Reason Roundup

Court Thwarts Trump's Attempt To Exclude Undocumented Immigrants From Census

Plus: Raleigh cop uses fake evidence in drug cases, caution on CDC study linking restaurants to COVID-19 cases, and more...


A federal court has thwarted an executive order that said undocumented immigrants should not be counted in the 2020 Census. In a Thursday ruling, the court noted that President Donald Trump's July 21 order runs contrary to America's historical method of tallying an area's population—a count that matters for purposes of determining how many seats in the U.S. House of Representatives that area gets. The judges ordered the secretary of commerce not to enact the order.

"Throughout the Nation's history, the figures used to determine the apportionment of Congress—in the language of the current statutes, the 'total population' and the 'whole number of persons' in each State—have included every person residing in the United States at the time of the census, whether citizen or non-citizen and whether living here with legal status or without," states the decision, penned by a three-judge panel from the U.S. District Court for the Southern District of New York.

"We declare the Presidential Memorandum to be an unlawful exercise of the authority granted to the President by statute," the judges concluded.

The case—New York Immigration Coalition v. Trumpwas brought by the national American Civil Liberties Union (ACLU), the New York Civil Liberties Union, the ACLU of Texas, and Arnold & Porter on behalf of the New York Immigration Coalition, Make the Road New York, CASA, the American-Arab Anti-Discrimination Committee, the ADC Research Institute, and FIEL Houston.

"The constitutional mandate is clear—every person counts in the census," said Dale Ho, who directs the ACLU's Voting Rights Project, in a statement. "Undocumented immigrants are people—and nothing President Trump does or says changes that fact."

"The court order bars work by the Census Bureau that would allow it to produce a separate count excluding people in the U.S. illegally," notes The Wall Street Journal:

There isn't a citizenship question on the census, after the Supreme Court last year blocked the president's plan to add one. To carry out the president's latest order, the bureau had planned to match census responses with citizenship-verified records from state and federal agencies to estimate how many people in each state weren't legal residents.

This, the judges ruled, would violate the law that requires Commerce Secretary Wilbur Ross, who supervises the bureau, to send a single set of numbers—a "tabulation of total population by States"—to the president. The memo also violated the law because "so long as they reside in the United States, illegal aliens qualify as 'persons in' a 'State' as Congress used those words," the panel ruled.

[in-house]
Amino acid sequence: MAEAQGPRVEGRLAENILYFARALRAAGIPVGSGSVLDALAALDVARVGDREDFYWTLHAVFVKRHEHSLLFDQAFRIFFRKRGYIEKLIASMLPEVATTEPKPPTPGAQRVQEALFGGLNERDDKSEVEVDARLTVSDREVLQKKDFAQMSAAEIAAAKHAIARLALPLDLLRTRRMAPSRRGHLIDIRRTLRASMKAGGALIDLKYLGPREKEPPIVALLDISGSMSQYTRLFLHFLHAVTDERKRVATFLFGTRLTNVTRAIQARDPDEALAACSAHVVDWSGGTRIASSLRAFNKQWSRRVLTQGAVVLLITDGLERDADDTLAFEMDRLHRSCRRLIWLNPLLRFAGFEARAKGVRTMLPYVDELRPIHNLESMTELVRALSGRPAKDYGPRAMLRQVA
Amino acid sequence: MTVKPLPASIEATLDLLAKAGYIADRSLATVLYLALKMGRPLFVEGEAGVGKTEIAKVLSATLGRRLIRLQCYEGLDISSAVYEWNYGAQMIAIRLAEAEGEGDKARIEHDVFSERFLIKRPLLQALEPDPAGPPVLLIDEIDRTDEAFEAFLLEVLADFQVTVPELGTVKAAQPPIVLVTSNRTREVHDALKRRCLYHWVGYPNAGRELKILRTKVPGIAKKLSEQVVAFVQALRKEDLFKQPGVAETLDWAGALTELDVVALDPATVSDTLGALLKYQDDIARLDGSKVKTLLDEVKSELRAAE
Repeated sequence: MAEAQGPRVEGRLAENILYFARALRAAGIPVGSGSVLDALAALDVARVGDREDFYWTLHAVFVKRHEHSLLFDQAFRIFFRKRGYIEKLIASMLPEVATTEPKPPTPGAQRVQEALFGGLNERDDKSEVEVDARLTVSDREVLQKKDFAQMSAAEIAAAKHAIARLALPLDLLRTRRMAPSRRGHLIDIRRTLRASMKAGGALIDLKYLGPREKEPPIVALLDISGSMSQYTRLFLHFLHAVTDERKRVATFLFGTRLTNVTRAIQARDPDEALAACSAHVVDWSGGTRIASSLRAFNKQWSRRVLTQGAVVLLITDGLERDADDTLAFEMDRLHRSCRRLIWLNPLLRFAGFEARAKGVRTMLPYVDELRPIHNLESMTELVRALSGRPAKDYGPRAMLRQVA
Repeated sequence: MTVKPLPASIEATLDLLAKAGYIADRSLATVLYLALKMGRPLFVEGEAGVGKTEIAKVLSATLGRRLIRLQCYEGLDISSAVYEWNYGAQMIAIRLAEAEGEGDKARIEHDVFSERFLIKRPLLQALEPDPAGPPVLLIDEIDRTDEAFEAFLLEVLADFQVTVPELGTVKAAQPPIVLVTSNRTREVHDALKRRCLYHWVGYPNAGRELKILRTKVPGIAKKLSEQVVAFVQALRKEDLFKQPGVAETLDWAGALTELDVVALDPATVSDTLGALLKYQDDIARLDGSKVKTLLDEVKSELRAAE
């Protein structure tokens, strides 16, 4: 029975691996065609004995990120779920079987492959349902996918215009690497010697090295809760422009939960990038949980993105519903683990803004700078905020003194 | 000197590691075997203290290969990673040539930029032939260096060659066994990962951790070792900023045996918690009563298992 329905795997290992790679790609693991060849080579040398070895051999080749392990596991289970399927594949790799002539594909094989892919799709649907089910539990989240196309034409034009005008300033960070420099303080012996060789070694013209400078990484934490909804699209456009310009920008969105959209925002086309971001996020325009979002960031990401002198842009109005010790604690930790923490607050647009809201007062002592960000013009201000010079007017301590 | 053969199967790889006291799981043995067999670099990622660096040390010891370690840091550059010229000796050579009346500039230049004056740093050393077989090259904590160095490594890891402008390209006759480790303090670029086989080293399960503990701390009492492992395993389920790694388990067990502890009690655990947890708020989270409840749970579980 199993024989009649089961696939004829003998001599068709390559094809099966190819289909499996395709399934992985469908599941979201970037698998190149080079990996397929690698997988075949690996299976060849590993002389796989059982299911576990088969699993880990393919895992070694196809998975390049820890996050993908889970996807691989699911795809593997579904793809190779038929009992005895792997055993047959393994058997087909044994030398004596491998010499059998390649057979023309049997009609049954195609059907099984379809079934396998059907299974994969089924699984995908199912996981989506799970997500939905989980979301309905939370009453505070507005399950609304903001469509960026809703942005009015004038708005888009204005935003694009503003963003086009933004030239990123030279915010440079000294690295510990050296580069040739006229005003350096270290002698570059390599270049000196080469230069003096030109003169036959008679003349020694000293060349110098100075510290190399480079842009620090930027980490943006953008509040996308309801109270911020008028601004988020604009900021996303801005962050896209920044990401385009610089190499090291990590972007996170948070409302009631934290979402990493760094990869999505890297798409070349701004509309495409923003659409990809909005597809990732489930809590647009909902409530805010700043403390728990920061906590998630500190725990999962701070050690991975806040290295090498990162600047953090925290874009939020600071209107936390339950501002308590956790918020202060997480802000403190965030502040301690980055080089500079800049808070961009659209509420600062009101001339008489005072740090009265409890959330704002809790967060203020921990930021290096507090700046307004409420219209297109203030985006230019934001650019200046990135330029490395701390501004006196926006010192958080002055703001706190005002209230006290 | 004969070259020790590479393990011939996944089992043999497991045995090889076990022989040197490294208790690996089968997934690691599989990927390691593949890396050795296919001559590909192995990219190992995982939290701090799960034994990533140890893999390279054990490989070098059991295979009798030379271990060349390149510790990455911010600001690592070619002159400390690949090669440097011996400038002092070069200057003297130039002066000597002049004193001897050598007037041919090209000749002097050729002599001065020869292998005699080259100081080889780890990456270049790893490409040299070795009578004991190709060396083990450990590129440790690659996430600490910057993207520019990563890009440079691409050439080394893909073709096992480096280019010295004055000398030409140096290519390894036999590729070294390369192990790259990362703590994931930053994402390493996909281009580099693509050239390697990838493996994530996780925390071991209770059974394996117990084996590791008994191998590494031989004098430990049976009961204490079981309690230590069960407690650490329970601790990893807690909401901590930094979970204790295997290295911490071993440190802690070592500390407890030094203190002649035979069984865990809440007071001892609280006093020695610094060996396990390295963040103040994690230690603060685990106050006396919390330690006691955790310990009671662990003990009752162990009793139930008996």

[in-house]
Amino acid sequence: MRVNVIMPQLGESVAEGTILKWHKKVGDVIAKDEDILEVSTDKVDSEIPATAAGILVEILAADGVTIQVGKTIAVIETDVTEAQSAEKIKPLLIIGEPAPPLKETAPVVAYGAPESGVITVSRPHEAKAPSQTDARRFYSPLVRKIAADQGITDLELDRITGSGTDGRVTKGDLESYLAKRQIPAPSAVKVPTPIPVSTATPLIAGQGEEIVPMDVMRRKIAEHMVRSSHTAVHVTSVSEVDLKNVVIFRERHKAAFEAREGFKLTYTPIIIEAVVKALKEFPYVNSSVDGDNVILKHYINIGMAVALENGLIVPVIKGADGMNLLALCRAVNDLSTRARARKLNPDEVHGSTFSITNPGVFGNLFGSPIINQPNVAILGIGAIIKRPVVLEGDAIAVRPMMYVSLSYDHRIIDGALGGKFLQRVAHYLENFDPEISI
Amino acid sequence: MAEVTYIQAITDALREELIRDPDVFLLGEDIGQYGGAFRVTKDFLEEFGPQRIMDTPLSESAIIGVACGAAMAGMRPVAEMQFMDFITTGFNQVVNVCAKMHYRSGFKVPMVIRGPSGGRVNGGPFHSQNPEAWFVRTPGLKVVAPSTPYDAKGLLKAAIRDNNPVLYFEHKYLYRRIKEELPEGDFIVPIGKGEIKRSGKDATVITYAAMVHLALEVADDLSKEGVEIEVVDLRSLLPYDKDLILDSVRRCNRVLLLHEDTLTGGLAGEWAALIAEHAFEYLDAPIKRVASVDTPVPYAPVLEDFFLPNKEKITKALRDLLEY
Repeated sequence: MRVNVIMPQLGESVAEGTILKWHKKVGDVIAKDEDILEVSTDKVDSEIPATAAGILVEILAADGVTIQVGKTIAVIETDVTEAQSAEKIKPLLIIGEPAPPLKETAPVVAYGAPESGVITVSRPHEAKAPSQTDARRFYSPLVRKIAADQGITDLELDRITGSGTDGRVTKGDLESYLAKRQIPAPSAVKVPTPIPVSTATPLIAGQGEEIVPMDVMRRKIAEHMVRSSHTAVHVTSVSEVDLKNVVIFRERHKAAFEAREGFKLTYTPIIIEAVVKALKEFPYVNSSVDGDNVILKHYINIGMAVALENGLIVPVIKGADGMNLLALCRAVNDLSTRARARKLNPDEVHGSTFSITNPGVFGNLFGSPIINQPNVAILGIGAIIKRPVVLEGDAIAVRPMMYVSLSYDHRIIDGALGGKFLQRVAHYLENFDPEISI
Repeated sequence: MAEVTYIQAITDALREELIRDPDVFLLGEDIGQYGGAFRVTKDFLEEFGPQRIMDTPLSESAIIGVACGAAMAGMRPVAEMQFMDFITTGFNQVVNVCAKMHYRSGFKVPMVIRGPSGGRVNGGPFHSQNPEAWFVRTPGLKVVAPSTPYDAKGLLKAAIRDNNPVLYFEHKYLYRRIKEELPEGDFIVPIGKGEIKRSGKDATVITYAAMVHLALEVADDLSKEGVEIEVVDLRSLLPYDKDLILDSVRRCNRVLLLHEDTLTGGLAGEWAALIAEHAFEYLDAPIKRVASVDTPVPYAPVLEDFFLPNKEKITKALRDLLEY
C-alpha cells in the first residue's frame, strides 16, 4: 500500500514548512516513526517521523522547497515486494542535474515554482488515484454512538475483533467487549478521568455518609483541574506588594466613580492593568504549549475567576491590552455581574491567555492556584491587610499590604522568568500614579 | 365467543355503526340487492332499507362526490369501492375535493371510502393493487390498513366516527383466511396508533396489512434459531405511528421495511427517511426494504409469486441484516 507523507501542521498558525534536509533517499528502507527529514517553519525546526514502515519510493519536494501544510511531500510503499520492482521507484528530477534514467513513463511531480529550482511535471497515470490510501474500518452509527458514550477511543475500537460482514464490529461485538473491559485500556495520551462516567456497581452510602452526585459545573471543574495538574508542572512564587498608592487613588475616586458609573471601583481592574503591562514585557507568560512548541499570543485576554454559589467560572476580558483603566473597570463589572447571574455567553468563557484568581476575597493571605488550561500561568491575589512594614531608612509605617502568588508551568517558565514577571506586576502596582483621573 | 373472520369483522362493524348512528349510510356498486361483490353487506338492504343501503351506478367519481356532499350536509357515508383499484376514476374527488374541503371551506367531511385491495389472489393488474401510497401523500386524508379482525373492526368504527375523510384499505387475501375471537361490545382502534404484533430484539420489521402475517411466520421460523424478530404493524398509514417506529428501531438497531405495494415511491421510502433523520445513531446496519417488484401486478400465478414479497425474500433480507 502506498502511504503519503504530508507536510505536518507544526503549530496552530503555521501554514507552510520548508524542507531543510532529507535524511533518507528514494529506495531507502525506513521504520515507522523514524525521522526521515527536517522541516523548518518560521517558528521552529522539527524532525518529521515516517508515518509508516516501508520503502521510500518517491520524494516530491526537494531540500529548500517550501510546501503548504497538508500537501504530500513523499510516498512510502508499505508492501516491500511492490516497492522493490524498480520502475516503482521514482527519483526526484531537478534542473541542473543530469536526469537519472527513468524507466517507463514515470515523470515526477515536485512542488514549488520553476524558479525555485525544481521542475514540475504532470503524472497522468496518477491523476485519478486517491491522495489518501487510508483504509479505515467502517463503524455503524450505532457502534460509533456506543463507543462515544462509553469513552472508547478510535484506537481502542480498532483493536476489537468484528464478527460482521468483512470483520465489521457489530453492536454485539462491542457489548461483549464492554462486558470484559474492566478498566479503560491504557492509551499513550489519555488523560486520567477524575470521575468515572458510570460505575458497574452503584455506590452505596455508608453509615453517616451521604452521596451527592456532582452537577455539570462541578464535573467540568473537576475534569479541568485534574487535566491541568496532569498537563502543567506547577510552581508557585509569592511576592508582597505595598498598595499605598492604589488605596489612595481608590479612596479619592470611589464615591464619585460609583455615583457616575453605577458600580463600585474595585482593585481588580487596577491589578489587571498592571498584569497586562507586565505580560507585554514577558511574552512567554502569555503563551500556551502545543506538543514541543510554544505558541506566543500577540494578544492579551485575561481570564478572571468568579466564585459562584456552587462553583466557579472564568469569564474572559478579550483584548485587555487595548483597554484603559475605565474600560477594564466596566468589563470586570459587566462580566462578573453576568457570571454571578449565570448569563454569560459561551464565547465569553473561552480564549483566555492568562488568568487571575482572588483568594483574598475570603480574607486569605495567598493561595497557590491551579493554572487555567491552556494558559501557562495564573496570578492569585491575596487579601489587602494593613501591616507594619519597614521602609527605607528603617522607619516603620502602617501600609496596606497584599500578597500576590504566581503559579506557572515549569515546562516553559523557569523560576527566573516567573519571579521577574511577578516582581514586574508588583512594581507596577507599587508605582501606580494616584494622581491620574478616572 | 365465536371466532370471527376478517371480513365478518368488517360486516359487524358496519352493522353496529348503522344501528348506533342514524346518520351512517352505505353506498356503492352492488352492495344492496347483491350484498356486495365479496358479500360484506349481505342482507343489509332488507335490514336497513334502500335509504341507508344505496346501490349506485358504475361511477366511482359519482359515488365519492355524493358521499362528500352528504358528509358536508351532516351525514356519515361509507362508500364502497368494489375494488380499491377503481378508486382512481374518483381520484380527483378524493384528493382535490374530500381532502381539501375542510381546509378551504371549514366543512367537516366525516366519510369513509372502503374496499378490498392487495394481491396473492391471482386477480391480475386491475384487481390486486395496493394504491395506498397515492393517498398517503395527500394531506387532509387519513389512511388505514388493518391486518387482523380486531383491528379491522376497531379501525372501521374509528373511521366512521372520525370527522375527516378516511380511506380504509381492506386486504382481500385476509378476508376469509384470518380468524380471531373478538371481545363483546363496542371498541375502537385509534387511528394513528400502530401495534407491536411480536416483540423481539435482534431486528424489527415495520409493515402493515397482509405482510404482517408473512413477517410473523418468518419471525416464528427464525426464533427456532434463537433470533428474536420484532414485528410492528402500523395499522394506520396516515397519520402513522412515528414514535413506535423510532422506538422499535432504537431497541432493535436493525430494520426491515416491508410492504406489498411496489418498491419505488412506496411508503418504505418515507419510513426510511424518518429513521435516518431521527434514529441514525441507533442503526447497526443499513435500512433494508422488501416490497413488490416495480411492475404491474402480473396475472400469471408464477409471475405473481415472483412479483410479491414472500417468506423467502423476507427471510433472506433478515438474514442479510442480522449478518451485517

The Trump administration can still appeal the decision. Meanwhile, the Associated Press reports that "around a half dozen lawsuits around the U.S. were filed by states, cities, immigrant advocates and civil rights groups challenging its legality and constitutionality" of Trump's July 21 order. "The New York case is the first to get a ruling, but there are other issues the New York judges didn't address that could be addressed in the other court cases."


• "A veteran Raleigh police detective is off the job while the department and the Wake County District Attorney investigate more than a dozen fraudulent drug cases," reports a local ABC affiliate. "Some people sat in jail for weeks and months based on evidence that turned out to be fake."

• Unprecedented wildfires are pummeling Oregon, prompting hundreds of thousands of residents to flee.

• A new Centers for Disease Control and Prevention (CDC) study suggests restaurant diners are more likely than those not dining out right now to catch COVID-19. The study has spread a lot of fear about restaurants being coronavirus hotspots, but it's important to remember that the study merely showed a correlation, not that folks are necessarily picking up the virus while dining out:

• "The American response to COVID is best characterized as…eccentric," writes Daniel M. Rothschild, executive director of the Mercatus Center at George Mason University.

• Yesterday, the Wisconsin Supreme Court told state election officials "that they can't mail out absentee ballots until the court decides whether to add the Green Party's presidential ticket to the ballot," reports CNN. The ruling comes just a week before "the September 17 deadline for when the 1,850 municipal clerks need to mail out absentee ballots to Wisconsin voters who asked for one is set in state law."

• Protecting and serving: